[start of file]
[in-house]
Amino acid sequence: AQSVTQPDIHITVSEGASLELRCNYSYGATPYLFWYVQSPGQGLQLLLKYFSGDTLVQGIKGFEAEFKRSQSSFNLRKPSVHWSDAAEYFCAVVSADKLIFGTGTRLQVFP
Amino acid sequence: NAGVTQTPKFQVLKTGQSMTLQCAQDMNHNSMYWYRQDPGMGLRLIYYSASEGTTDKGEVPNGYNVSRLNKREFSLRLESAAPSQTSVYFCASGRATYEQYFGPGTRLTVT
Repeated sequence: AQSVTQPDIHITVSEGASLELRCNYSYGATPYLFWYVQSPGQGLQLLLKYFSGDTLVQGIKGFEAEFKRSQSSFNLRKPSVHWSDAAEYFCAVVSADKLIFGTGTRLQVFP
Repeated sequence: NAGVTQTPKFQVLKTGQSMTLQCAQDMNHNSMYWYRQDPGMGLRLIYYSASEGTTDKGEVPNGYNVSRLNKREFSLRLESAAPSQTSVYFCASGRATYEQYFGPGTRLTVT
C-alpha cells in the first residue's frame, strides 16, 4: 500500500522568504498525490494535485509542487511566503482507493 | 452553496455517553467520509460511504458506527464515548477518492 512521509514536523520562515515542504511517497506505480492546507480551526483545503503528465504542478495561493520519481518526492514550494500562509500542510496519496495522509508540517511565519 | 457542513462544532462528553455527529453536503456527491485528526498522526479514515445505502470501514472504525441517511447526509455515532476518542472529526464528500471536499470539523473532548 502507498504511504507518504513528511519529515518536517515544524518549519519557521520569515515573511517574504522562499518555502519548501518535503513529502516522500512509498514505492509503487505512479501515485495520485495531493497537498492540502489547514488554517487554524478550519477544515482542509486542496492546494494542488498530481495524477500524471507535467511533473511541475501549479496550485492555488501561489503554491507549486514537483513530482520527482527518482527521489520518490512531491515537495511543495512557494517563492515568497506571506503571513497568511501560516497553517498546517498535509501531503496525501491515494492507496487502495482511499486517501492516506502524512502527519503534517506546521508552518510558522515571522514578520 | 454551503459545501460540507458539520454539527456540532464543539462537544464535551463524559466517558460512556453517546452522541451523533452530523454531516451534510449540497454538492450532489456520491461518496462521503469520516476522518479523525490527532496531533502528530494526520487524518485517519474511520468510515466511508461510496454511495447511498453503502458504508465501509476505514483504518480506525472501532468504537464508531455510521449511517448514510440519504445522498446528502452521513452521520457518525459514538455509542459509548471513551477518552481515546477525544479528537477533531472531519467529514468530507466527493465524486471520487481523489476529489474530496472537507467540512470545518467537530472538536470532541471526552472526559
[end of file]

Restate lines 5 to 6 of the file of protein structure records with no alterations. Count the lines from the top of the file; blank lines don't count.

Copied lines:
Repeated sequence: NAGVTQTPKFQVLKTGQSMTLQCAQDMNHNSMYWYRQDPGMGLRLIYYSASEGTTDKGEVPNGYNVSRLNKREFSLRLESAAPSQTSVYFCASGRATYEQYFGPGTRLTVT
C-alpha cells in the first residue's frame, strides 16, 4: 500500500522568504498525490494535485509542487511566503482507493 | 452553496455517553467520509460511504458506527464515548477518492 512521509514536523520562515515542504511517497506505480492546507480551526483545503503528465504542478495561493520519481518526492514550494500562509500542510496519496495522509508540517511565519 | 457542513462544532462528553455527529453536503456527491485528526498522526479514515445505502470501514472504525441517511447526509455515532476518542472529526464528500471536499470539523473532548 502507498504511504507518504513528511519529515518536517515544524518549519519557521520569515515573511517574504522562499518555502519548501518535503513529502516522500512509498514505492509503487505512479501515485495520485495531493497537498492540502489547514488554517487554524478550519477544515482542509486542496492546494494542488498530481495524477500524471507535467511533473511541475501549479496550485492555488501561489503554491507549486514537483513530482520527482527518482527521489520518490512531491515537495511543495512557494517563492515568497506571506503571513497568511501560516497553517498546517498535509501531503496525501491515494492507496487502495482511499486517501492516506502524512502527519503534517506546521508552518510558522515571522514578520 | 454551503459545501460540507458539520454539527456540532464543539462537544464535551463524559466517558460512556453517546452522541451523533452530523454531516451534510449540497454538492450532489456520491461518496462521503469520516476522518479523525490527532496531533502528530494526520487524518485517519474511520468510515466511508461510496454511495447511498453503502458504508465501509476505514483504518480506525472501532468504537464508531455510521449511517448514510440519504445522498446528502452521513452521520457518525459514538455509542459509548471513551477518552481515546477525544479528537477533531472531519467529514468530507466527493465524486471520487481523489476529489474530496472537507467540512470545518467537530472538536470532541471526552472526559